Needless to say, I’ve never lived so contently and cleanly since I’ve been in Thailand. Our townhouse is always spotless. My clothes are always fresh smelling and expertly pressed. And, as mentioned before, I enjoy home-cooked meals fit for a king almost every night (with the exception being when I take her out for dinner on the weekends).
Comparison time again.
The ex-girlfriend was pretty lame at domestics. I was the one who routinely washed the clothes and did the dishes. I ALWAYS did the ironing. I cleaned the condominium we lived in when we met (and then cleaned the townhouse we moved into before breaking up).
Working 50-60 hours a week AND doing all the housework, laundry, and bill paying left me chronically exhausted.
What did the ex-girlfriend do all day while I was working? I’m not really sure, but I’d guess most of her day was spent sleeping, watching T.V., or cavorting with her friends; or, as I found out later, maybe even sneaking in a secret date with one of her other men.
I’m not a chauvinist. In fact, like most Falangs in Thailand, I habitually share in all domestic responsibilities. It’s just that I was always so tired working long hours, THEN coming home to “work.” And after a few months of “hinting,” I realized that domestic work was not the ex’s forte.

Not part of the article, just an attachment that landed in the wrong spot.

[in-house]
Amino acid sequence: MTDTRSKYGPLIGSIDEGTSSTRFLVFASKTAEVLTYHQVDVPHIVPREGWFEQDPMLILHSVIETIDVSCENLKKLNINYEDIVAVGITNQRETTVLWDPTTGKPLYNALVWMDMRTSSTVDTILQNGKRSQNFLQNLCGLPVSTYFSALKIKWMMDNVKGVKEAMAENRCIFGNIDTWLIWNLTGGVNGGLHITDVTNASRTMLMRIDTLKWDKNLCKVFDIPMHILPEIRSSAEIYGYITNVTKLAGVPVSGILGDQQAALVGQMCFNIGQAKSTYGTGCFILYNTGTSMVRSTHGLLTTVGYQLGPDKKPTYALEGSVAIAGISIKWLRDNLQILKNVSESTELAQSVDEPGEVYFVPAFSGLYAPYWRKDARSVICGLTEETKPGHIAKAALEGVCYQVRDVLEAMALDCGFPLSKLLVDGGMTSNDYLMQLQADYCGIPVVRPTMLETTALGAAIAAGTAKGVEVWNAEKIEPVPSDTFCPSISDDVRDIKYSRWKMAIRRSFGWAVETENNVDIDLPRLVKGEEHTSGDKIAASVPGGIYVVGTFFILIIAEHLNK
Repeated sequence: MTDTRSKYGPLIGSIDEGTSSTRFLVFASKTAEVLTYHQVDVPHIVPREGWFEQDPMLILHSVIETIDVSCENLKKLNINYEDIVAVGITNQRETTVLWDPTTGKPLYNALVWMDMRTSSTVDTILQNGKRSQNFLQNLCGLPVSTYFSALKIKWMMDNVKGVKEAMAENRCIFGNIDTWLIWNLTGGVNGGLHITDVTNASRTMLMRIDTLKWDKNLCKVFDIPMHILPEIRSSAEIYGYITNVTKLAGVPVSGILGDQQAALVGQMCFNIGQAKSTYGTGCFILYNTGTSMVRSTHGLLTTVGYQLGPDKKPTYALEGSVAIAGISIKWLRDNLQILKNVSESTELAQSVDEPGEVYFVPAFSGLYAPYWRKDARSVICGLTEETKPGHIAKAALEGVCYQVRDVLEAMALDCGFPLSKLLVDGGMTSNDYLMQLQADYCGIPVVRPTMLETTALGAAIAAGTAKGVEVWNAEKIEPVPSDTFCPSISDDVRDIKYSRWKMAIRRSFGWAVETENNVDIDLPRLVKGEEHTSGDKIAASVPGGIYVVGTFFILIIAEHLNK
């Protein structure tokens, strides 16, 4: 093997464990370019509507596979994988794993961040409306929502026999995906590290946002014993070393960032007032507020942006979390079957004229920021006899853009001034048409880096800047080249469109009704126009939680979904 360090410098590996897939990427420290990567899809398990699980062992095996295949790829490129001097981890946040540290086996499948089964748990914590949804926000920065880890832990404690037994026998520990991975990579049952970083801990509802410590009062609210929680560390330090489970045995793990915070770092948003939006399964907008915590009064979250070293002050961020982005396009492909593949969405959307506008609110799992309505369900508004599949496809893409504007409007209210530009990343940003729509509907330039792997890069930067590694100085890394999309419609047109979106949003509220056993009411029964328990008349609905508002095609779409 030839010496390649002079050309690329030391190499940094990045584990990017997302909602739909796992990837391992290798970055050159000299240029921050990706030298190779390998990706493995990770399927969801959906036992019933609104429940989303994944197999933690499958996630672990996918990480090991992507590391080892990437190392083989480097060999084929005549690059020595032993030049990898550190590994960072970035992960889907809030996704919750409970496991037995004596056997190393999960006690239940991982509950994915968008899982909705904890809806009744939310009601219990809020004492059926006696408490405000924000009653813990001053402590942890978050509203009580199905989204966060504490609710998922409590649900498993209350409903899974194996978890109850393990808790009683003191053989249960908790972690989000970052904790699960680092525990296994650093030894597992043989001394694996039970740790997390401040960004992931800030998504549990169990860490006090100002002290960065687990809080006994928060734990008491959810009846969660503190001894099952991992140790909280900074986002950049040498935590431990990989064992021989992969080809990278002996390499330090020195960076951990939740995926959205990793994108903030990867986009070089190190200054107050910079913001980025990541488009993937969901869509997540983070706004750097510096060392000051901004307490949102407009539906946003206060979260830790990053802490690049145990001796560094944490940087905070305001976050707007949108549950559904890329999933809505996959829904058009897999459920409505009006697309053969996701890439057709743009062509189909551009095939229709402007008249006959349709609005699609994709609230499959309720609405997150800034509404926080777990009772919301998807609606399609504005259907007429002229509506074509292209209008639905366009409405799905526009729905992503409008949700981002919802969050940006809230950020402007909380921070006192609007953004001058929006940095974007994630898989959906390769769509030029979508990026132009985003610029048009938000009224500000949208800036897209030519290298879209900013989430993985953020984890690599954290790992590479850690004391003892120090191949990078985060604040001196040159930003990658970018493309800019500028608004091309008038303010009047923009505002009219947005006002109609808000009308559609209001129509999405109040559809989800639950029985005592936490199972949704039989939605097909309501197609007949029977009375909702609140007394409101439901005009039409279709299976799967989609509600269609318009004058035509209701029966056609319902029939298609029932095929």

The resentment slowly grew. Finally, I threw subtly out the window, semi-feigned anger, and basically told her to get off her lazy butt and help me.
This tactic only worked for two or three days. Then it was back to the old routine of cleaning up after her and scrambling every morning for something appropriate to wear to work; finally ending up doing the laundry by myself – again.
Looking back, I’d always hoped that she (the ex-girlfriend) would change. I mean, I didn’t want a “maid,” but an equal, fair sharing of the housework would have made my life so much easier. I guess I was asking the ex to do something she wasn’t accustomed to (or even capable of).